The Problems With the Lottery – How Lottery Marketing Misleads People About the Odds of Winning


The lottery is one of the world’s most widespread and popular forms of gambling. People buy tickets to try and win a prize, which could be anything from cash to cars to property. The idea that there is an unbounded amount of money to be won is a powerful temptation, even for those who would otherwise not gamble. This is what lottery marketers count on, and it works. In the United States alone, people spend about $80 billion a year on lotteries.

While the concept of a lottery is ancient, the modern version began in America in the nineteenth century. This is when growing awareness of the vast sums to be made in gambling collided with a crisis in state funding. As population growth and inflation accelerated, many states were finding that balancing their budgets required either raising taxes or cutting services. The latter option was a nonstarter with voters, and so governments turned to the lottery to raise needed funds.

Lottery advocates in those days dismissed long-standing ethical objections by arguing that, since people were going to gamble anyway, the government might as well take advantage of their innate propensity for risk. The argument worked to a degree, but it was soon undermined by reality. State-sponsored gambling primarily attracted black number players, and the profits they generated left white voters footing the bill for services they wouldn’t have wanted to pay for on their own.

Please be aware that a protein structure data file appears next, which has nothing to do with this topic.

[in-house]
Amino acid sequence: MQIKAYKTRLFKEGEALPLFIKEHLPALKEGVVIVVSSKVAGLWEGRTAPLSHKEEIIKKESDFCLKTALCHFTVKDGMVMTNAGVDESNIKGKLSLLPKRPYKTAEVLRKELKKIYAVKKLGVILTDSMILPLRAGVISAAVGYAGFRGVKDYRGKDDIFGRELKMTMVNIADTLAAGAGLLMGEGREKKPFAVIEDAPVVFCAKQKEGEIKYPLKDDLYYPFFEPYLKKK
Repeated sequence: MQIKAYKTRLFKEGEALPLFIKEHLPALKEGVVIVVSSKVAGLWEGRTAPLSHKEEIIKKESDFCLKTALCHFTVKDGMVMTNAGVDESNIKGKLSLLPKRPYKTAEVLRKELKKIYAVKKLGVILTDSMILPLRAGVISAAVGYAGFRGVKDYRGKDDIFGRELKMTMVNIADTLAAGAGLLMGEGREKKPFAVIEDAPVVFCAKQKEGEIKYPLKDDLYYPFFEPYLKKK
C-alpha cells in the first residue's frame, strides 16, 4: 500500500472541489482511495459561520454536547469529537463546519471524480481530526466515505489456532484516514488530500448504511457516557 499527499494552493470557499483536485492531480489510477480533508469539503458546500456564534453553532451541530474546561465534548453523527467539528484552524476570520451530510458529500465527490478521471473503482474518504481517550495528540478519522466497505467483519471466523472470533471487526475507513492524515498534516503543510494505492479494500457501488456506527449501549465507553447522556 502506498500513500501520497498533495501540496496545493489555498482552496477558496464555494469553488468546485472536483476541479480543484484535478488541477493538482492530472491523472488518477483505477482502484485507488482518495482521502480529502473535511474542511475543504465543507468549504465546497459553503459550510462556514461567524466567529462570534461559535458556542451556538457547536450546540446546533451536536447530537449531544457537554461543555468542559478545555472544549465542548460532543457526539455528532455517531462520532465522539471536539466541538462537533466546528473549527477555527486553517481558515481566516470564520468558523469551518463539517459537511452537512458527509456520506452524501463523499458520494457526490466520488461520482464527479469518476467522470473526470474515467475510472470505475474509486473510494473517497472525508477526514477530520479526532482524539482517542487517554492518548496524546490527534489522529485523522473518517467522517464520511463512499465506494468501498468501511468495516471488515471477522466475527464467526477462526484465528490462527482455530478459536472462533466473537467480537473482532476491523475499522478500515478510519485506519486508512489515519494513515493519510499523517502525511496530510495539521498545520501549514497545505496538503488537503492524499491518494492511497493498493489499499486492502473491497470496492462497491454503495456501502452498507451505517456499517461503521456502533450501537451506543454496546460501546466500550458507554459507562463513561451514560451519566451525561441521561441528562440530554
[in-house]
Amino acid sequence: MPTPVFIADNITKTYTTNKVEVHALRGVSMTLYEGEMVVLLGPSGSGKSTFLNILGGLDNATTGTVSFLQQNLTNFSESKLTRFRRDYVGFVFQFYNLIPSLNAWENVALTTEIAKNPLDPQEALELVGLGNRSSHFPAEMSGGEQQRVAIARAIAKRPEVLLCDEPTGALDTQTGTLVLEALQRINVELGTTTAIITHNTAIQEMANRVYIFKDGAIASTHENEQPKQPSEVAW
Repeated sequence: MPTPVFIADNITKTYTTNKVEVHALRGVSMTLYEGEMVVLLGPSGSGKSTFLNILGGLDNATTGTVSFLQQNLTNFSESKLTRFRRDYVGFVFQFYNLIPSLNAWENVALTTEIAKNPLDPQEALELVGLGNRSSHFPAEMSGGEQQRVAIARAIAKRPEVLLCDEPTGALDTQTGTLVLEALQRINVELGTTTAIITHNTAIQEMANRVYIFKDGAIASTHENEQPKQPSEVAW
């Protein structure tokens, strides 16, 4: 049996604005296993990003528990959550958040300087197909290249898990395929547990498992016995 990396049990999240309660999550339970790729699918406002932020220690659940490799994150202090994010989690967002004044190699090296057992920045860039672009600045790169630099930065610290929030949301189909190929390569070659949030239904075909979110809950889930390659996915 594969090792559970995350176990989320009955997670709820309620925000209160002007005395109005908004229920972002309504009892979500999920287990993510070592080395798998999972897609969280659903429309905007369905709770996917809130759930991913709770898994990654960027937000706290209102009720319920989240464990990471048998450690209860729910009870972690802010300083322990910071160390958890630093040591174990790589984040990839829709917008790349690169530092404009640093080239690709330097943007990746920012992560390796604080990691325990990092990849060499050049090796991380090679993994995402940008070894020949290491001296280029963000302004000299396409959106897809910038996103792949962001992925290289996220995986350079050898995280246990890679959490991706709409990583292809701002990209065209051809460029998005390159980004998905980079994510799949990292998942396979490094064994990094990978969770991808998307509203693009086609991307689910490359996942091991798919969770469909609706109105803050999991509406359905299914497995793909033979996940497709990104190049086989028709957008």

Another problem with the lottery is that it misleads participants about the odds of winning. While the numbers that come up most frequently in a drawing are more likely to be drawn, any set of six numbers is equally as likely to win. People who win the lottery often find that they can’t manage to spend the money they’ve won and wind up bankrupt or in debt within a few years.

The truth is that, despite what state lottery marketing campaigns might suggest, the chances of winning are slim to none. But that hasn’t stopped Americans from putting their faith in the lottery as a way to become rich. In fact, the opposite seems to be true: The bigger the jackpot gets, the more people want to play.

The lesson here is that if we’re to avoid becoming the “seventh-world” country that Alexander Hamilton warned us about, it’s time to stop treating gambling like an investment and start treating it as what it is: a vice. That means not just cracking down on gangster casinos, but also regulating the state-sponsored lottery and insisting that its proceeds be directed to a line item in the state budget that voters support. In other words, a vote for the lottery is not just a vote for gambling, but a vote for education or veterans or a clean environment. That’s a vote most of us can live with. For now, anyway. The future of the lottery remains uncertain. A version of this article appears in the February 11, 2016 issue of Fortune.